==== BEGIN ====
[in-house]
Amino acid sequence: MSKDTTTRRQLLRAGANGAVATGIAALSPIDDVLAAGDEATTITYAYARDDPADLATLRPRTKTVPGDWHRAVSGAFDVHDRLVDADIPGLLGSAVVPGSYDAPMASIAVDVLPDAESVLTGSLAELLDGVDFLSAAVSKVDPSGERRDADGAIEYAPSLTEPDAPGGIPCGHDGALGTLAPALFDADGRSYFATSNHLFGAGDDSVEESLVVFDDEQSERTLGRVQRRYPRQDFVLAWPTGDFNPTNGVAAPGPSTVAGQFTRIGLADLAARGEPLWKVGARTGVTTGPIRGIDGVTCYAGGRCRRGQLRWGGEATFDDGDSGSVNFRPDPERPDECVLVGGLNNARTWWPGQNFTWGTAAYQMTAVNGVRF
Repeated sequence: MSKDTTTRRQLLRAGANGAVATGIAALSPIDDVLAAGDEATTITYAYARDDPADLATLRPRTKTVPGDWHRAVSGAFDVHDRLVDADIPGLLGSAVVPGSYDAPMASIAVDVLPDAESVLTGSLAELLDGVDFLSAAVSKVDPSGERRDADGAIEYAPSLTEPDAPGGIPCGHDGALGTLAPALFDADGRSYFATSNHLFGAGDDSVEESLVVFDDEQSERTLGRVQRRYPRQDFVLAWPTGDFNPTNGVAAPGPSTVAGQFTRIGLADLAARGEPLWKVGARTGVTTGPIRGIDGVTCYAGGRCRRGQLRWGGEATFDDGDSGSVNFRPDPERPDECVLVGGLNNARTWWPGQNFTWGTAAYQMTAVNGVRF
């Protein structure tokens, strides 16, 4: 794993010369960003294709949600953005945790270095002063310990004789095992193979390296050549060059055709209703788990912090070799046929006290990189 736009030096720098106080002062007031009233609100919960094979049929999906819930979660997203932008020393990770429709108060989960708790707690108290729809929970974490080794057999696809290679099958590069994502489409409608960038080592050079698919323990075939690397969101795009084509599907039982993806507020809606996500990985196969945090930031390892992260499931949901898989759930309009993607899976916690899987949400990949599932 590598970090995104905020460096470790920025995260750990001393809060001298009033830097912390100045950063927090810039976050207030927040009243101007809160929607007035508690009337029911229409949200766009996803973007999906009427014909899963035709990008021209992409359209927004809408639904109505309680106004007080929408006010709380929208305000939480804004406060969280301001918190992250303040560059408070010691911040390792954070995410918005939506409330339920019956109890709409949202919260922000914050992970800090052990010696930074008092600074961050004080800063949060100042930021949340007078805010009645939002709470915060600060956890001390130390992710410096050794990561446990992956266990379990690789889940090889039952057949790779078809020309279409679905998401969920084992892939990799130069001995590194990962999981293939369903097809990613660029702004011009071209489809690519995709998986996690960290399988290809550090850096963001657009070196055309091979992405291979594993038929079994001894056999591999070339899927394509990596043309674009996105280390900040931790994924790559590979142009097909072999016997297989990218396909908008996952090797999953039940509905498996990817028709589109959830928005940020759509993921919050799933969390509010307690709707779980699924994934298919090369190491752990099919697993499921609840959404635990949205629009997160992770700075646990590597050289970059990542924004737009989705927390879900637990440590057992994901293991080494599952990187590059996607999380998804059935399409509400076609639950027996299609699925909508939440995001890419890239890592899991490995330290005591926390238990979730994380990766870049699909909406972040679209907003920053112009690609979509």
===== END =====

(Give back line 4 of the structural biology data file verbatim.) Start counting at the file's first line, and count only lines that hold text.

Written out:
């Protein structure tokens, strides 16, 4: 794993010369960003294709949600953005945790270095002063310990004789095992193979390296050549060059055709209703788990912090070799046929006290990189 736009030096720098106080002062007031009233609100919960094979049929999906819930979660997203932008020393990770429709108060989960708790707690108290729809929970974490080794057999696809290679099958590069994502489409409608960038080592050079698919323990075939690397969101795009084509599907039982993806507020809606996500990985196969945090930031390892992260499931949901898989759930309009993607899976916690899987949400990949599932 590598970090995104905020460096470790920025995260750990001393809060001298009033830097912390100045950063927090810039976050207030927040009243101007809160929607007035508690009337029911229409949200766009996803973007999906009427014909899963035709990008021209992409359209927004809408639904109505309680106004007080929408006010709380929208305000939480804004406060969280301001918190992250303040560059408070010691911040390792954070995410918005939506409330339920019956109890709409949202919260922000914050992970800090052990010696930074008092600074961050004080800063949060100042930021949340007078805010009645939002709470915060600060956890001390130390992710410096050794990561446990992956266990379990690789889940090889039952057949790779078809020309279409679905998401969920084992892939990799130069001995590194990962999981293939369903097809990613660029702004011009071209489809690519995709998986996690960290399988290809550090850096963001657009070196055309091979992405291979594993038929079994001894056999591999070339899927394509990596043309674009996105280390900040931790994924790559590979142009097909072999016997297989990218396909908008996952090797999953039940509905498996990817028709589109959830928005940020759509993921919050799933969390509010307690709707779980699924994934298919090369190491752990099919697993499921609840959404635990949205629009997160992770700075646990590597050289970059990542924004737009989705927390879900637990440590057992994901293991080494599952990187590059996607999380998804059935399409509400076609639950027996299609699925909508939440995001890419890239890592899991490995330290005591926390238990979730994380990766870049699909909406972040679209907003920053112009690609979509």